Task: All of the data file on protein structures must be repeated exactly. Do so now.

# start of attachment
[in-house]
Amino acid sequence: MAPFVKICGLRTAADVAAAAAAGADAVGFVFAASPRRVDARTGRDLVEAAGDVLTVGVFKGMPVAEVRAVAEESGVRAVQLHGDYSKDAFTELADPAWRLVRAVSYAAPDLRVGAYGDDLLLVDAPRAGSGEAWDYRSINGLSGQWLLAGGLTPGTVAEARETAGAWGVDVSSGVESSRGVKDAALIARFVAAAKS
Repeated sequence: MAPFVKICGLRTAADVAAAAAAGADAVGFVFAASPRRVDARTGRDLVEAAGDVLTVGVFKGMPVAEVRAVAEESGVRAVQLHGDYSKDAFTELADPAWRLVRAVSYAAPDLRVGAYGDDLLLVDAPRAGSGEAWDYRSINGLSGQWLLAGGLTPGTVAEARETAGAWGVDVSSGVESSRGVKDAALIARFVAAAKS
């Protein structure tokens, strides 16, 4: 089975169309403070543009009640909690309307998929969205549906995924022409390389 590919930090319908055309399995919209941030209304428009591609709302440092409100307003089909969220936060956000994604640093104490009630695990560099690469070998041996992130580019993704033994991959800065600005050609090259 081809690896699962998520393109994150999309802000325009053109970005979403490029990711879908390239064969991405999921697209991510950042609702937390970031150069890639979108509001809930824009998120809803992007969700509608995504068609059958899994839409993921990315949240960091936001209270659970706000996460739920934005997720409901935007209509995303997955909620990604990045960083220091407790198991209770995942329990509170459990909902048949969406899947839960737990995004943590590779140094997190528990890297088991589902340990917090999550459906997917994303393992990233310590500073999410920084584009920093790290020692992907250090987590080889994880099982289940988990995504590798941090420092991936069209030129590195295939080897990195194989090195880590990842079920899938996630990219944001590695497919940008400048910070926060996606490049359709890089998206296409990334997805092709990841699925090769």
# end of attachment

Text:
[in-house]
Amino acid sequence: MAPFVKICGLRTAADVAAAAAAGADAVGFVFAASPRRVDARTGRDLVEAAGDVLTVGVFKGMPVAEVRAVAEESGVRAVQLHGDYSKDAFTELADPAWRLVRAVSYAAPDLRVGAYGDDLLLVDAPRAGSGEAWDYRSINGLSGQWLLAGGLTPGTVAEARETAGAWGVDVSSGVESSRGVKDAALIARFVAAAKS
Repeated sequence: MAPFVKICGLRTAADVAAAAAAGADAVGFVFAASPRRVDARTGRDLVEAAGDVLTVGVFKGMPVAEVRAVAEESGVRAVQLHGDYSKDAFTELADPAWRLVRAVSYAAPDLRVGAYGDDLLLVDAPRAGSGEAWDYRSINGLSGQWLLAGGLTPGTVAEARETAGAWGVDVSSGVESSRGVKDAALIARFVAAAKS
């Protein structure tokens, strides 16, 4: 089975169309403070543009009640909690309307998929969205549906995924022409390389 590919930090319908055309399995919209941030209304428009591609709302440092409100307003089909969220936060956000994604640093104490009630695990560099690469070998041996992130580019993704033994991959800065600005050609090259 081809690896699962998520393109994150999309802000325009053109970005979403490029990711879908390239064969991405999921697209991510950042609702937390970031150069890639979108509001809930824009998120809803992007969700509608995504068609059958899994839409993921990315949240960091936001209270659970706000996460739920934005997720409901935007209509995303997955909620990604990045960083220091407790198991209770995942329990509170459990909902048949969406899947839960737990995004943590590779140094997190528990890297088991589902340990917090999550459906997917994303393992990233310590500073999410920084584009920093790290020692992907250090987590080889994880099982289940988990995504590798941090420092991936069209030129590195295939080897990195194989090195880590990842079920899938996630990219944001590695497919940008400048910070926060996606490049359709890089998206296409990334997805092709990841699925090769």